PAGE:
Fire ravages National Museum of Brazil: capitalism’s crime against civilizationSeptember 5, 2018
A little over a year after a fire consumed 72 lives in Grenfell Tower, another avertable blaze incinerated Brazil’s National Museum in Rio de Janeiro, home of 20 million items charting the country’s history. Most of those – current estimates stand at 90 percent – will be irretrievably lost. Just as with Grenfell, the smouldering ruin stands as a charred indictment of capitalism and austerity.
On Sunday night, as flames cracked and the stench of burned wood spread over the city, while employees heroically rushed into the flames to save what they could, one conclusion was inescapable: this could have been prevented.
The museum did not possess its own fire suppression system, and even the smoke detectors it did possess did not work properly. Compounding the disaster, the firefighters arrived at the scene only to discover that the two nearest hydrants did not contain any water, costing precious time in which the Museum and its contents had to be left to the flames.
An avertable disaster
In recent years, the Brazilian government spent billions on the Olympics, earning kickbacks for corrupt politicians in the process, while imposing savage austerity. A Brazilian history student quoted in the New York Times summarised the impacts of these cuts:
“There are no doctors in the hospitals; teachers in schools don’t make a living wage.”
This tune is all too familiar to working people world over. In order for a handful of people at the top to enjoy wealth beyond imagination, essential services must be slashed – including spending on culture and education.
This explains the deplorable state the National Museum found itself in prior to the catastrophe and is therefore directly responsible for its destruction, along with a huge chunk of Brazil’s cultural legacy.
Luiz Duarte, one of the museum’s vice-directors, said politicians had been repeatedly warned that such a calamity was impending:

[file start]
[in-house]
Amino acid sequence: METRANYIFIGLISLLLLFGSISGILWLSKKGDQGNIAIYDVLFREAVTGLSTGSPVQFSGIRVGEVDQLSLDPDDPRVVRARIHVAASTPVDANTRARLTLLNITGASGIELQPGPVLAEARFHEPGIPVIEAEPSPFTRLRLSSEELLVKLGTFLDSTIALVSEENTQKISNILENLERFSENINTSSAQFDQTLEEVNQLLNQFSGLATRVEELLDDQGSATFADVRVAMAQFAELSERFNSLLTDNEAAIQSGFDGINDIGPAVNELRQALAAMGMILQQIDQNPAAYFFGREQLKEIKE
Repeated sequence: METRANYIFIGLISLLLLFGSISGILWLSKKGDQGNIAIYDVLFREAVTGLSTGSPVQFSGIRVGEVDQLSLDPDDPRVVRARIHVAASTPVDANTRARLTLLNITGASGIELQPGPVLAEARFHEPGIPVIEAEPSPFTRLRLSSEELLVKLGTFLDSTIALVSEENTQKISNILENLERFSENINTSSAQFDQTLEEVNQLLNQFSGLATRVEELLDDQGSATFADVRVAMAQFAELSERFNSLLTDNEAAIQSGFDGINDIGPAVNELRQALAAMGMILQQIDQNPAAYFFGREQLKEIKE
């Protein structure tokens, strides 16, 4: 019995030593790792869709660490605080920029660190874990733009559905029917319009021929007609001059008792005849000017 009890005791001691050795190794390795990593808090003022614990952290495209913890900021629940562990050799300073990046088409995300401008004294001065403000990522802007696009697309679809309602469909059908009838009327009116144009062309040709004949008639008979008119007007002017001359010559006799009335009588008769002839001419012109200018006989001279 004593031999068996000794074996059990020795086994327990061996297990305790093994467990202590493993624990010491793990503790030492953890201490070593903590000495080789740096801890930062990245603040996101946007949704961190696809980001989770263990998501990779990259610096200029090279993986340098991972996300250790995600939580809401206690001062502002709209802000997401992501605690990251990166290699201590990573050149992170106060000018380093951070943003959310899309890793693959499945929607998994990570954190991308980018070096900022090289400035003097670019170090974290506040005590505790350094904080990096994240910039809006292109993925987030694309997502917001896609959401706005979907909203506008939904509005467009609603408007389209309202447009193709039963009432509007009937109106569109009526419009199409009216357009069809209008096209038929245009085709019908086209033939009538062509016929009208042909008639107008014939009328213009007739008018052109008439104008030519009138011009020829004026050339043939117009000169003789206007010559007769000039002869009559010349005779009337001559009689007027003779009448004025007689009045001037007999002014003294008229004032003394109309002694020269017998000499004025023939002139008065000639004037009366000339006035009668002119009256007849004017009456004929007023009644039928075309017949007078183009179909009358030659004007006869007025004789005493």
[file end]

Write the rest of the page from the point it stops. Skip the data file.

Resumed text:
“For many years, we fought with different governments to get adequate resources to preserve what is now completely destroyed.”
The memory of Brazil erased
Mércio Gomes, a Brazilian anthropologist. compared the scope of this destruction to the burning of the Library of Alexandria in 48BC:
“We Brazilians have only 500 years of history. Our National Museum was 200 years old. Our memory is small, but that’s what we had, and it is lost for ever.”
The mere scope of this tragedy – millions of artefacts turned to ashes! – eludes the human mind. Yet even this number fails to capture what has truly been destroyed. The history of an entire country has been turned to dust.
Luzia, the oldest human skeleton in Latin America at 12,000, a connection to the ancient past of a continent, was among the victims, as were countless artefacts from the indigenous people of Brazil who lived long before European imperialism arrived.
José Urutau Guajajara, who studied at the museum, said: “This is the greatest loss of indigenous writing in Latin America. Our memory has been erased.”
The fire resulted in an outpouring of rage in Rio at government corruption and austerity, with thousands of protesters taking to the streets. Several people tried to storm the gates and enter the grounds of the still smouldering building and had to be contained by riot police using pepper spray.
Save culture from the fires of capitalism!
As a monument to the shared experience of a people, evidenced by the invaluable cultural artefacts on display, the National Museum provided for the masses of Brazil a connection to their ancestors. All of this is gone now, consumed in a bonfire of greed, corruption and neglect. Waking up on Monday morning, the world was truly an emptier and less beautiful place than it was Sunday night.
This was not the first catastrophe engendered directly by capitalism, and it will be far from the last. The ruling class will keep sacrificing our civilization, past, present, and future, until the day the working masses of this world decide they have seen enough mindless destruction.
This will be the day the workers rise up and assume control of society, to not only preserve and maintain our cultural treasures but give everyone free access to them for all time.
by Anthony Oakland, KCL Marxists